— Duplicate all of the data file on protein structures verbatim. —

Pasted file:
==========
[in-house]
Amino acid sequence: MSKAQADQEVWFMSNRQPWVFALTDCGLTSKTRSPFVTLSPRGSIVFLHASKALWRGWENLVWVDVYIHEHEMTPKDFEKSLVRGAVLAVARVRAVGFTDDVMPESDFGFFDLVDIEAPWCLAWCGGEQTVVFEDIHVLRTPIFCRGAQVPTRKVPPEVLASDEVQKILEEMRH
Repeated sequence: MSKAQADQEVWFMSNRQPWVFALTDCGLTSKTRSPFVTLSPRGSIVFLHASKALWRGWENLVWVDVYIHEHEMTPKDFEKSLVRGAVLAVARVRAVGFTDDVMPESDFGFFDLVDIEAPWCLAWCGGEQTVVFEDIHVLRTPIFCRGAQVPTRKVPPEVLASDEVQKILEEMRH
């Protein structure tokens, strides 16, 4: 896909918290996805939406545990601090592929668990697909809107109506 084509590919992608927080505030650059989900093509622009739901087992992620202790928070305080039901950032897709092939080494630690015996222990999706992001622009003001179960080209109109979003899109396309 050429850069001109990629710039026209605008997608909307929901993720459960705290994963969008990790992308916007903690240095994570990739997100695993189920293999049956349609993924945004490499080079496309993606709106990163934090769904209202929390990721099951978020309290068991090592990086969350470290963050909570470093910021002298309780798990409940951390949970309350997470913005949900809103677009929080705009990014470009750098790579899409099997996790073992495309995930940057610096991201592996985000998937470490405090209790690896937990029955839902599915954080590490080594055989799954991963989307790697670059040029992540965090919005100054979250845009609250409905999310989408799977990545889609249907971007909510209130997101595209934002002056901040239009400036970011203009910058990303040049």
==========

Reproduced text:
[in-house]
Amino acid sequence: MSKAQADQEVWFMSNRQPWVFALTDCGLTSKTRSPFVTLSPRGSIVFLHASKALWRGWENLVWVDVYIHEHEMTPKDFEKSLVRGAVLAVARVRAVGFTDDVMPESDFGFFDLVDIEAPWCLAWCGGEQTVVFEDIHVLRTPIFCRGAQVPTRKVPPEVLASDEVQKILEEMRH
Repeated sequence: MSKAQADQEVWFMSNRQPWVFALTDCGLTSKTRSPFVTLSPRGSIVFLHASKALWRGWENLVWVDVYIHEHEMTPKDFEKSLVRGAVLAVARVRAVGFTDDVMPESDFGFFDLVDIEAPWCLAWCGGEQTVVFEDIHVLRTPIFCRGAQVPTRKVPPEVLASDEVQKILEEMRH
């Protein structure tokens, strides 16, 4: 896909918290996805939406545990601090592929668990697909809107109506 084509590919992608927080505030650059989900093509622009739901087992992620202790928070305080039901950032897709092939080494630690015996222990999706992001622009003001179960080209109109979003899109396309 050429850069001109990629710039026209605008997608909307929901993720459960705290994963969008990790992308916007903690240095994570990739997100695993189920293999049956349609993924945004490499080079496309993606709106990163934090769904209202929390990721099951978020309290068991090592990086969350470290963050909570470093910021002298309780798990409940951390949970309350997470913005949900809103677009929080705009990014470009750098790579899409099997996790073992495309995930940057610096991201592996985000998937470490405090209790690896937990029955839902599915954080590490080594055989799954991963989307790697670059040029992540965090919005100054979250845009609250409905999310989408799977990545889609249907971007909510209130997101595209934002002056901040239009400036970011203009910058990303040049």